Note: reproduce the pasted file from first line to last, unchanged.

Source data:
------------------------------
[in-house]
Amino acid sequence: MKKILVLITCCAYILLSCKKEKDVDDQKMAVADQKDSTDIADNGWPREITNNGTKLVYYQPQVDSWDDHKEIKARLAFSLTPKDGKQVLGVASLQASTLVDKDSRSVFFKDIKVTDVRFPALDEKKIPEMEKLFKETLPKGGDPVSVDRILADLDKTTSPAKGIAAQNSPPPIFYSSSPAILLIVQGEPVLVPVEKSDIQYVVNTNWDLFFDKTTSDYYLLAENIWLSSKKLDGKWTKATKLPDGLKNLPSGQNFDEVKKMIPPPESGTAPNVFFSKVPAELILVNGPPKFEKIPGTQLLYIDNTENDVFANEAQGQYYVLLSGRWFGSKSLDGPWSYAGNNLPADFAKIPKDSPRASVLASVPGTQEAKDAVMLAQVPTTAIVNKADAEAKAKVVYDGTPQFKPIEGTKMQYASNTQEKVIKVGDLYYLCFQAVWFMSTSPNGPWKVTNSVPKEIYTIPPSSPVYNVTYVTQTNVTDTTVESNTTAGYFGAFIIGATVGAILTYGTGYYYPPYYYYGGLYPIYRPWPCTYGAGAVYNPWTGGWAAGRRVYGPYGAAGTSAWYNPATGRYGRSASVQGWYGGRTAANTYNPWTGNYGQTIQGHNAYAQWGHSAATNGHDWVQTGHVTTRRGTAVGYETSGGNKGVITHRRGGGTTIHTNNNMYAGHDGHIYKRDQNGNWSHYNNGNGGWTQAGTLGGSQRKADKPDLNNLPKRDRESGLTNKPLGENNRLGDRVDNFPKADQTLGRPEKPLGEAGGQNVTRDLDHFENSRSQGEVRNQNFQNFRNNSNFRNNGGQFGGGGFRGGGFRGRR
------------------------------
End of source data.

[in-house]
Amino acid sequence: MKKILVLITCCAYILLSCKKEKDVDDQKMAVADQKDSTDIADNGWPREITNNGTKLVYYQPQVDSWDDHKEIKARLAFSLTPKDGKQVLGVASLQASTLVDKDSRSVFFKDIKVTDVRFPALDEKKIPEMEKLFKETLPKGGDPVSVDRILADLDKTTSPAKGIAAQNSPPPIFYSSSPAILLIVQGEPVLVPVEKSDIQYVVNTNWDLFFDKTTSDYYLLAENIWLSSKKLDGKWTKATKLPDGLKNLPSGQNFDEVKKMIPPPESGTAPNVFFSKVPAELILVNGPPKFEKIPGTQLLYIDNTENDVFANEAQGQYYVLLSGRWFGSKSLDGPWSYAGNNLPADFAKIPKDSPRASVLASVPGTQEAKDAVMLAQVPTTAIVNKADAEAKAKVVYDGTPQFKPIEGTKMQYASNTQEKVIKVGDLYYLCFQAVWFMSTSPNGPWKVTNSVPKEIYTIPPSSPVYNVTYVTQTNVTDTTVESNTTAGYFGAFIIGATVGAILTYGTGYYYPPYYYYGGLYPIYRPWPCTYGAGAVYNPWTGGWAAGRRVYGPYGAAGTSAWYNPATGRYGRSASVQGWYGGRTAANTYNPWTGNYGQTIQGHNAYAQWGHSAATNGHDWVQTGHVTTRRGTAVGYETSGGNKGVITHRRGGGTTIHTNNNMYAGHDGHIYKRDQNGNWSHYNNGNGGWTQAGTLGGSQRKADKPDLNNLPKRDRESGLTNKPLGENNRLGDRVDNFPKADQTLGRPEKPLGEAGGQNVTRDLDHFENSRSQGEVRNQNFQNFRNNSNFRNNGGQFGGGGFRGGGFRGRR